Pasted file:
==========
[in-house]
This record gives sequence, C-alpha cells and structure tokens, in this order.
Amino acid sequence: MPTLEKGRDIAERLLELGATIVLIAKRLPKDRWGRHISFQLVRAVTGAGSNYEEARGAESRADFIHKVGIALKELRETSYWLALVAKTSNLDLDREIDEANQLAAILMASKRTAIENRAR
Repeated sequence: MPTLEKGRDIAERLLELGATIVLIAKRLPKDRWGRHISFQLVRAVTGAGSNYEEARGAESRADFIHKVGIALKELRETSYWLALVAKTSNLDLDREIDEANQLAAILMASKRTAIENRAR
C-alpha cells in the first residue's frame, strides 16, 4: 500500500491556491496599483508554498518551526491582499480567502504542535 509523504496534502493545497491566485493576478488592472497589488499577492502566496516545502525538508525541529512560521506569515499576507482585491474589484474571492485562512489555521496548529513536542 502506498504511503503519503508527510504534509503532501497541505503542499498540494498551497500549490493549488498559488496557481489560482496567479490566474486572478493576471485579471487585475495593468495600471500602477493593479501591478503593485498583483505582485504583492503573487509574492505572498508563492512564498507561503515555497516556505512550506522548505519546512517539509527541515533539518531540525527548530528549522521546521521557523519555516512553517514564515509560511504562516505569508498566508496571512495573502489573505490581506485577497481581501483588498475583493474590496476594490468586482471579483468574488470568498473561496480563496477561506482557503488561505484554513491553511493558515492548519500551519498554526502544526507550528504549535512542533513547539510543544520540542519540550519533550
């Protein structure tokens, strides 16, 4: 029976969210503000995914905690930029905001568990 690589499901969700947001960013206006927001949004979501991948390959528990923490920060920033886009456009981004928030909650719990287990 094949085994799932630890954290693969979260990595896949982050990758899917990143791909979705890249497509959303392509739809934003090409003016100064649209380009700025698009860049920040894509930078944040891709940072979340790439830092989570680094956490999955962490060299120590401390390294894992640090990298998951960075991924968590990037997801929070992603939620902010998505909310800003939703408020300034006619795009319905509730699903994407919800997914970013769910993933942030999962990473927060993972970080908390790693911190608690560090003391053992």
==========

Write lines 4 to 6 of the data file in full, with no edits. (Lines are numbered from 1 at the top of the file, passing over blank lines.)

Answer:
Repeated sequence: MPTLEKGRDIAERLLELGATIVLIAKRLPKDRWGRHISFQLVRAVTGAGSNYEEARGAESRADFIHKVGIALKELRETSYWLALVAKTSNLDLDREIDEANQLAAILMASKRTAIENRAR
C-alpha cells in the first residue's frame, strides 16, 4: 500500500491556491496599483508554498518551526491582499480567502504542535 509523504496534502493545497491566485493576478488592472497589488499577492502566496516545502525538508525541529512560521506569515499576507482585491474589484474571492485562512489555521496548529513536542 502506498504511503503519503508527510504534509503532501497541505503542499498540494498551497500549490493549488498559488496557481489560482496567479490566474486572478493576471485579471487585475495593468495600471500602477493593479501591478503593485498583483505582485504583492503573487509574492505572498508563492512564498507561503515555497516556505512550506522548505519546512517539509527541515533539518531540525527548530528549522521546521521557523519555516512553517514564515509560511504562516505569508498566508496571512495573502489573505490581506485577497481581501483588498475583493474590496476594490468586482471579483468574488470568498473561496480563496477561506482557503488561505484554513491553511493558515492548519500551519498554526502544526507550528504549535512542533513547539510543544520540542519540550519533550
């Protein structure tokens, strides 16, 4: 029976969210503000995914905690930029905001568990 690589499901969700947001960013206006927001949004979501991948390959528990923490920060920033886009456009981004928030909650719990287990 094949085994799932630890954290693969979260990595896949982050990758899917990143791909979705890249497509959303392509739809934003090409003016100064649209380009700025698009860049920040894509930078944040891709940072979340790439830092989570680094956490999955962490060299120590401390390294894992640090990298998951960075991924968590990037997801929070992603939620902010998505909310800003939703408020300034006619795009319905509730699903994407919800997914970013769910993933942030999962990473927060993972970080908390790693911190608690560090003391053992």